We analyzed the deuterium composition of individual plant-waxes in lake sediments from 28 watersheds that span a range of precipitation D/H, vegetation types and climates. The apparent isotopic fractionation (ε;a) between plant-wax n-alkanes and precipitation differs with watershed ecosystem type and structure, and decreases with increasing regional aridity as measured by enrichment of 2H and 18O associated with evaporation of lake waters. The most negative ε;a values represent signatures least affected by aridity; these values were -125±5‰ for tropical evergreen and dry forests, -130‰ for a temperate broadleaf forest, -120±9‰ for the high-altitude tropical páramo (herbs, shrubs and grasses), and -98±6‰ for North American montane gymnosperm forests. Minimum ε;a values reflect ecosystem-dependent differences in leaf water enrichment and soil evaporation. Slopes of lipid/lake water isotopic enrichments differ slightly with ecosystem structure (i.e. open shrublands versus forests) and overall are quite small (slopes=0-2), indicating low sensitivity of lipid δD variations to aridity compared with coexisting lake waters. This finding provides an approach for reconstructing ancient precipitation signatures based on plant-wax δD measurements and independent proxies for lake water changes with regional aridity. To illustrate this approach, we employ paired plant-wax δD and carbonate-δ18O measurements on lake sediments to estimate the isotopic composition of Miocene precipitation on the Tibetan plateau.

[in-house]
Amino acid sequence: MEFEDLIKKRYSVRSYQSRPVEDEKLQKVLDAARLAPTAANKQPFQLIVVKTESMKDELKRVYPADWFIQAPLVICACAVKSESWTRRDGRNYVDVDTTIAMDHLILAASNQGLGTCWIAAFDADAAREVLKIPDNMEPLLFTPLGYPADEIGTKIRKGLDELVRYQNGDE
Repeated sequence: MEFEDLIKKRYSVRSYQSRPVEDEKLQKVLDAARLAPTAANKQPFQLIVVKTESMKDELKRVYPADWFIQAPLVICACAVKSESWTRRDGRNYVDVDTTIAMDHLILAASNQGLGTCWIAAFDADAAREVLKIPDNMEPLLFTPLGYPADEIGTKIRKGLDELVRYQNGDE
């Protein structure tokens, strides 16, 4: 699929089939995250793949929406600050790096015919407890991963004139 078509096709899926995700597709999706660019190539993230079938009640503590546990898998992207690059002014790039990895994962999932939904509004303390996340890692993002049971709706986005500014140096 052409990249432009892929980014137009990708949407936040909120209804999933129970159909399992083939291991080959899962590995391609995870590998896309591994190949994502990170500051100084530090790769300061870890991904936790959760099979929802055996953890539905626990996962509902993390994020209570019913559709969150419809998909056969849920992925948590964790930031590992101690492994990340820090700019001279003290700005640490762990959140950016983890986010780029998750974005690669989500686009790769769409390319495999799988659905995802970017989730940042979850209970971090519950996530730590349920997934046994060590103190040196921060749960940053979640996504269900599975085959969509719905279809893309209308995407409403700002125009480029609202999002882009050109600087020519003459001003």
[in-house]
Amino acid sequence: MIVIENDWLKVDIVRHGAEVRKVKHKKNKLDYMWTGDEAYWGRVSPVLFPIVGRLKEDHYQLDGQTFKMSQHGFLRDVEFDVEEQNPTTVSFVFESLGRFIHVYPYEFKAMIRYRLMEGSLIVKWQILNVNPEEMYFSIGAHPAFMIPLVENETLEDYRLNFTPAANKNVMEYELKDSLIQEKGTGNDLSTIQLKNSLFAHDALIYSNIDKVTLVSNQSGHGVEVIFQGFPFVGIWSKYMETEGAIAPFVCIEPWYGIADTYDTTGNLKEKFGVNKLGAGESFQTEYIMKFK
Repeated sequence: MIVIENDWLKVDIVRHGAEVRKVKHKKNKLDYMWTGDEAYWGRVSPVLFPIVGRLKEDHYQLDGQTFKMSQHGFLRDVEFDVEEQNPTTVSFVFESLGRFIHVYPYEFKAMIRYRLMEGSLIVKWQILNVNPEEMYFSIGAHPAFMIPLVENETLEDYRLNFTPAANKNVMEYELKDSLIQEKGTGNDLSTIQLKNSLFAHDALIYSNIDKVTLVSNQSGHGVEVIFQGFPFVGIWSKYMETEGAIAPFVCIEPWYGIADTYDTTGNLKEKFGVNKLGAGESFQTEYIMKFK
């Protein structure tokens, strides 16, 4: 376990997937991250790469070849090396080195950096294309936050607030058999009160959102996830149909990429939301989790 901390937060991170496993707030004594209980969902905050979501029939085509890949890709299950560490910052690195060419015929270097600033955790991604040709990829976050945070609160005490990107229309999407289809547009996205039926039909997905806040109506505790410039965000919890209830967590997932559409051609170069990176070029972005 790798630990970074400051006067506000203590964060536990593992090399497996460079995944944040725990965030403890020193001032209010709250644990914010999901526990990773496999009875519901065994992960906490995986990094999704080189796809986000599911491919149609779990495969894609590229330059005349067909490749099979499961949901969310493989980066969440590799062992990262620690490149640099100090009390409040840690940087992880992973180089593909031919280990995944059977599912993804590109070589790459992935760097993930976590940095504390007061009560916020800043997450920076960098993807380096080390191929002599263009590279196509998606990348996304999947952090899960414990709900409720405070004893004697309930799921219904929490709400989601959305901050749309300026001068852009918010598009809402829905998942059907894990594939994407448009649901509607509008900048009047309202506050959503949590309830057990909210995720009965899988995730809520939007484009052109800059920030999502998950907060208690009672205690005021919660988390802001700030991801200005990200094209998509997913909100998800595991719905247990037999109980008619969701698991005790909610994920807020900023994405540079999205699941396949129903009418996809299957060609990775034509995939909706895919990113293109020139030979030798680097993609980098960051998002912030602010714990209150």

All Science Journal Classification (ASJC) codes
- Geochemistry and Petrology